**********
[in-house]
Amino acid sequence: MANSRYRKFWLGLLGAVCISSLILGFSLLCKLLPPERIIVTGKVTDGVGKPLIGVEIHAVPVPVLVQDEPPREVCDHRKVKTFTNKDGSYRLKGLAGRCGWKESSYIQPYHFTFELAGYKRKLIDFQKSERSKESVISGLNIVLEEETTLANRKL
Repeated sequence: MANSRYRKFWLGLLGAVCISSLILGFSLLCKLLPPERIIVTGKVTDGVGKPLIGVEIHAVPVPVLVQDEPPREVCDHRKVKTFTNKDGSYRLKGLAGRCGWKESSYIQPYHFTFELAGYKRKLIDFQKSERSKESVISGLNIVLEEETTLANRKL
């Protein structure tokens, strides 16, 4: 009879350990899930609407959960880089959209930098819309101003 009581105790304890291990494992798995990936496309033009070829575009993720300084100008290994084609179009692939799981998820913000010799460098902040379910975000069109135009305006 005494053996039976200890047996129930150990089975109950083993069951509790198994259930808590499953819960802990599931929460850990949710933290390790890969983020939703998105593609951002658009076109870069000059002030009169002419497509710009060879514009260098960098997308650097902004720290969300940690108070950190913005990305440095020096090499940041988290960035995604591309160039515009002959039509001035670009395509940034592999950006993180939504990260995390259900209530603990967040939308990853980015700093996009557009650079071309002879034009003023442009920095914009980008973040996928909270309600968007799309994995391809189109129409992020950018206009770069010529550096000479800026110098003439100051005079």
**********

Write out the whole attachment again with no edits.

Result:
[in-house]
Amino acid sequence: MANSRYRKFWLGLLGAVCISSLILGFSLLCKLLPPERIIVTGKVTDGVGKPLIGVEIHAVPVPVLVQDEPPREVCDHRKVKTFTNKDGSYRLKGLAGRCGWKESSYIQPYHFTFELAGYKRKLIDFQKSERSKESVISGLNIVLEEETTLANRKL
Repeated sequence: MANSRYRKFWLGLLGAVCISSLILGFSLLCKLLPPERIIVTGKVTDGVGKPLIGVEIHAVPVPVLVQDEPPREVCDHRKVKTFTNKDGSYRLKGLAGRCGWKESSYIQPYHFTFELAGYKRKLIDFQKSERSKESVISGLNIVLEEETTLANRKL
């Protein structure tokens, strides 16, 4: 009879350990899930609407959960880089959209930098819309101003 009581105790304890291990494992798995990936496309033009070829575009993720300084100008290994084609179009692939799981998820913000010799460098902040379910975000069109135009305006 005494053996039976200890047996129930150990089975109950083993069951509790198994259930808590499953819960802990599931929460850990949710933290390790890969983020939703998105593609951002658009076109870069000059002030009169002419497509710009060879514009260098960098997308650097902004720290969300940690108070950190913005990305440095020096090499940041988290960035995604591309160039515009002959039509001035670009395509940034592999950006993180939504990260995390259900209530603990967040939308990853980015700093996009557009650079071309002879034009003023442009920095914009980008973040996928909270309600968007799309994995391809189109129409992020950018206009770069010529550096000479800026110098003439100051005079």